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It's a mystery why they published this bizarre rant. It's a total illogical mess, and the linkake of conservatism/libertarianism and virulent anti-cycling rhetoric simply does not work.

It's actually kind of hilarious.

Rage is all the rage anymore. Can't get what you want? You know what to do.

Generally, he seems all over the place and really offbeat. But I agree with him on the electoral aspects.

The majority on the council felt threatened politically. So they changed the format and date of the election. It was a pretty crappy move that reversed decades of precedents to accomodate the whims of one party. It's akin, albeit on a smaller scale, to the Tom Delay redistricting move in Texas many years back.

Anyway, back to his crazyiness, stole their signs? I laughed reading that line. The signs were all made by the same person in permanent market on cheap posterboard. I would rate the liklyhood of them disintergrating in the rain/snow or blowing away with the 50mph gusts many times before they were stolen. What a tool. And community feel? Ha, for 12 parking spots on what he admits is a busy road...good luck!

Virginia is one of the few states in the union to hold its statewide elections in an off off year (not even at the congressional midterm). That has an impact on turnout and on partisan and ideological make-up. Does Mr Buckley complain about that? Or is he in fact happy with that, as DC implies, because it discourages turnout of the demographic groups (the young, poor, and non-white) who tend to vote in ways he does not like?

But I am happy to see that the Alexandria City Council is more solidly pro-cycling than the DC City Council.

Just wondering, did the city voters approve the change to council elections from district to at large, or was this an action by the council? seems to me if the voters approved the change, then Mr. Buckley's ire should be aimed at his fellow citizens.

@Crickey7, you answer your own question.

Not to get too off-topid, but yeah, I'm interested in the change in Alexandria as well. The change to at-large - if done as a method of the elected trying to choose their constituents - does not sit well with me.

But changing the date of the election to get larger voter turnout (with the side effect of making it a more appealing electorate) doesn't bother me at all. It's OK to do well by doing good. The inverse is not true though. If you change the date of the election to get less turnout (or to keep certain voters away Chris Christie) that is not Ok. That is doing well by doing evil, IMO.

Anyway, does anyone know of any more info on this change.

I find it hard to believe that anyone vandalized a car over this issue. Real scofflaw vandal cyclists (as opposed to simple scofflaw cyclists like all of us) don't use bike lanes!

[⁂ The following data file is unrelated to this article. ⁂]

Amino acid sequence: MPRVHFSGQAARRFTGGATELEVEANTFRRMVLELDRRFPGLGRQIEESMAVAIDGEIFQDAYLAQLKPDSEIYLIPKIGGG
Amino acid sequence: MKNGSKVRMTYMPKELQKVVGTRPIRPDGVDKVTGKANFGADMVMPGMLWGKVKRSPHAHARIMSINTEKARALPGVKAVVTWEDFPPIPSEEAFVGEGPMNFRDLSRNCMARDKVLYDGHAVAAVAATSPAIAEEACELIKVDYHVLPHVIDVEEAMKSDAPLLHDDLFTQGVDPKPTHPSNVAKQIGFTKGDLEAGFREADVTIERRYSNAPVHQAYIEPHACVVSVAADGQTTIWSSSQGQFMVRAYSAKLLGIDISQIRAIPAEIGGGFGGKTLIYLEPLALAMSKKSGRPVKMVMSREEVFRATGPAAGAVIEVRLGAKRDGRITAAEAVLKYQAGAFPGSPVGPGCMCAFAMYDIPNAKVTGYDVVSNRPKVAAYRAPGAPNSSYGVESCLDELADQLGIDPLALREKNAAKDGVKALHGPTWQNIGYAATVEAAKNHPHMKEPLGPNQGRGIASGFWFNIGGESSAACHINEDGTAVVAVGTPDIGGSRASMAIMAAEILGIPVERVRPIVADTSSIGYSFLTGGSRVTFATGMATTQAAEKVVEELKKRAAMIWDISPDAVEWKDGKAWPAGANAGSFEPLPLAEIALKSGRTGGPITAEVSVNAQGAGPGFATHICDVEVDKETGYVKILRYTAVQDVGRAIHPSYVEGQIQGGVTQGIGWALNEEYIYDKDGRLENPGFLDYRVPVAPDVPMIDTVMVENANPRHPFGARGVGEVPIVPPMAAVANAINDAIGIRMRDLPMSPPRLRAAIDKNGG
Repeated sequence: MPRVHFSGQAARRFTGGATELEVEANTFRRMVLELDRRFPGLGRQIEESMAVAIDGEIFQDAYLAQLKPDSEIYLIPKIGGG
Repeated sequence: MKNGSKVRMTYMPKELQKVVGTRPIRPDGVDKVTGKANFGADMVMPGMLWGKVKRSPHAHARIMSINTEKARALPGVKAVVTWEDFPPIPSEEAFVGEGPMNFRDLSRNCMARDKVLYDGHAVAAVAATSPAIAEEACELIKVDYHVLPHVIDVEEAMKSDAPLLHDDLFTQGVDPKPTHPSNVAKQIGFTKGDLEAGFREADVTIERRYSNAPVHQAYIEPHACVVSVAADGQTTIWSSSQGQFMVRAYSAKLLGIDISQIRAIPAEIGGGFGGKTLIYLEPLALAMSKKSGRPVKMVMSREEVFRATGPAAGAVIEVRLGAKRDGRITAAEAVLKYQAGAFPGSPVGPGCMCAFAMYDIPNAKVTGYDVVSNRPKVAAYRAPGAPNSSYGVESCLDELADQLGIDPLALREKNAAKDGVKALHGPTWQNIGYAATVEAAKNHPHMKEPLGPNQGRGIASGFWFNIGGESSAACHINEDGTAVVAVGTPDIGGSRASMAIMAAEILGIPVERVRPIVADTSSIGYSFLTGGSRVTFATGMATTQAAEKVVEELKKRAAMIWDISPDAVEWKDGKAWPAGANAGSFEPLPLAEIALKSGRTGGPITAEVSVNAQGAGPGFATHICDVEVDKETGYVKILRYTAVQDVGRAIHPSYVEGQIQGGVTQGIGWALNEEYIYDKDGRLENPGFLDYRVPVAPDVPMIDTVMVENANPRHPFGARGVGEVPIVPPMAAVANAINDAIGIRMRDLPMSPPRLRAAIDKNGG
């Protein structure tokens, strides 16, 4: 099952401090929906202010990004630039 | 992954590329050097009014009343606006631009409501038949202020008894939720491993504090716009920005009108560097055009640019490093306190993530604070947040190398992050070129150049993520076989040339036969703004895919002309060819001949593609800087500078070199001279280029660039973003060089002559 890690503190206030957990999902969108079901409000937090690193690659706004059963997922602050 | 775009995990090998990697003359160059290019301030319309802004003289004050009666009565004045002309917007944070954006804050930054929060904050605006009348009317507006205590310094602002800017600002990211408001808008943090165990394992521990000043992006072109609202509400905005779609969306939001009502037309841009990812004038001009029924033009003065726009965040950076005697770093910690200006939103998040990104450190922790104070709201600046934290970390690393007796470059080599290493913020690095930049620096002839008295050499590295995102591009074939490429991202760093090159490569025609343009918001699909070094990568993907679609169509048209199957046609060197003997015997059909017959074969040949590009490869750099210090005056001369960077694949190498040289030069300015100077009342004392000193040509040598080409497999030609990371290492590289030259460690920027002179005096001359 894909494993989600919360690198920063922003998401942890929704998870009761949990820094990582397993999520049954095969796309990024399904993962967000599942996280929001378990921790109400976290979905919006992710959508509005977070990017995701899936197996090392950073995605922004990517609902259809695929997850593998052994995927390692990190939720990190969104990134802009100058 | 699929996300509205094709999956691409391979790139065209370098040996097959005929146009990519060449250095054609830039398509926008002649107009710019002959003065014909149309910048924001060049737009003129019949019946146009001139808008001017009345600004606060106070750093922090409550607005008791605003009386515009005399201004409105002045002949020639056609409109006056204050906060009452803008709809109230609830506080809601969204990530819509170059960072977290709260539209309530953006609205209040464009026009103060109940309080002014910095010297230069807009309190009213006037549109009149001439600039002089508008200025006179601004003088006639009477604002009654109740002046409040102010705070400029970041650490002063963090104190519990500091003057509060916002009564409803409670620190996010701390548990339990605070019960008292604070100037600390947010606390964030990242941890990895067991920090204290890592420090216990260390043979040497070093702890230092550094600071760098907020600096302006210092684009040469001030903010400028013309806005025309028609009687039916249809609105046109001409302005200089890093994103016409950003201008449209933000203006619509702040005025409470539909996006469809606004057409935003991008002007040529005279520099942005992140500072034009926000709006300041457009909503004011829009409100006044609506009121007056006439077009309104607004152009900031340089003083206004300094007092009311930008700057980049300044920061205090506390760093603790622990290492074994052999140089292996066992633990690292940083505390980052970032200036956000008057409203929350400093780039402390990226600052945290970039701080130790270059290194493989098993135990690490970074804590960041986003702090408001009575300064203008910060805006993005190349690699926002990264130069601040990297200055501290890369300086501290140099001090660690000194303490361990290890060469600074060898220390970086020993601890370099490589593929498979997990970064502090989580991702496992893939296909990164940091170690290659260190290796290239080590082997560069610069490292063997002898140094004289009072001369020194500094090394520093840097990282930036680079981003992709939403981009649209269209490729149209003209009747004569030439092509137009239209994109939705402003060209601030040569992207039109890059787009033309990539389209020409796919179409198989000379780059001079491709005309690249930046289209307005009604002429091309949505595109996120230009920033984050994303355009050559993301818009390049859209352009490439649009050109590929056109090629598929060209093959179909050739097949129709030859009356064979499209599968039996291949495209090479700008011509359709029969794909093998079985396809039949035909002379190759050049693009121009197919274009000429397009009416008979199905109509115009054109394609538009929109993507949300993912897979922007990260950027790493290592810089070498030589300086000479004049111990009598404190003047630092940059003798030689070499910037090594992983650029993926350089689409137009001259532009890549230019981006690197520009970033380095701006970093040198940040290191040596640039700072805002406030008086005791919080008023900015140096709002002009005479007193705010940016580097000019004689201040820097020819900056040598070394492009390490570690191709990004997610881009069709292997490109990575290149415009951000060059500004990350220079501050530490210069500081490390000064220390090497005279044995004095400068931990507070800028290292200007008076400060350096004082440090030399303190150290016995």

I was really hoping to come back and see a reply from T on what electoral aspects s/he found troubling. I still think that elections timed to national elections are likely to be the fairest since they will have greater turnout; it's hard to imagine a counterargument based on fairness.

DE, anytime a political body changes the rules solely to benefit itself, I find it troubling. The Republicans do the same thing in conservative areas and it's not right.

I don't buy the fairness argument otherwise what's with the at large strategy? Or grouping the ballot by party without actually identifying it as such?

Not to mention what Sen. Ebbin wisely pointed out--these folks will be wholely overshadowed during Presidential election years. The whole point of doing it off of the big cycles is that you put more attention on the candidates and the issues. Moving it to November/at-large/etc, is about hoping you can simply have more people party-line vote. (Sen. Ebbin's column on it:
http://alextimes.com/2013/11/breaking-the-cycle/ ).

So, sure, perhaps you have more participation--but you could acheive that on a weekend, via multiple days of voting or any host of items. The move by the Council was entirely because they felt politically threatened. So instead of work harder for their constituents, they opted to change the rules.

What I don't really see is Buckley's linkage between the two. I think he just presumes every cyclist must be left wing and a jaded supporter of the Council. I don't buy that argument at all because I know left leaning cyclists whom hate the council and I know right leaning cyclists.

Good points, T. And one cannot help but think that such changes nearly always can be presumed to benefit incumbents.

That's a good response, thanks. I don't necessarily agree with all of it.

Someone had to make the change if it were to be made, and it's difficult to expect the party to be hurt by it to make it. If Congress allowed DC representation, and that congress was Democratic, it would still (to me) be the right thing to do, even if it was self-serving. The other side isn't likely to do it.

I agree that greater participation could be done with the elements mentioned as well. I'd still prefer elections at the same time as national elections. Next Tuesday is a special election in Arlington. I don't know if I will vote because we can't take time off like we can for national elections, and in some sense it hardly seems worth it for such a small election. But if I don't vote, I'm leaving it up to those dedicated enough (and with enough free time) to do so.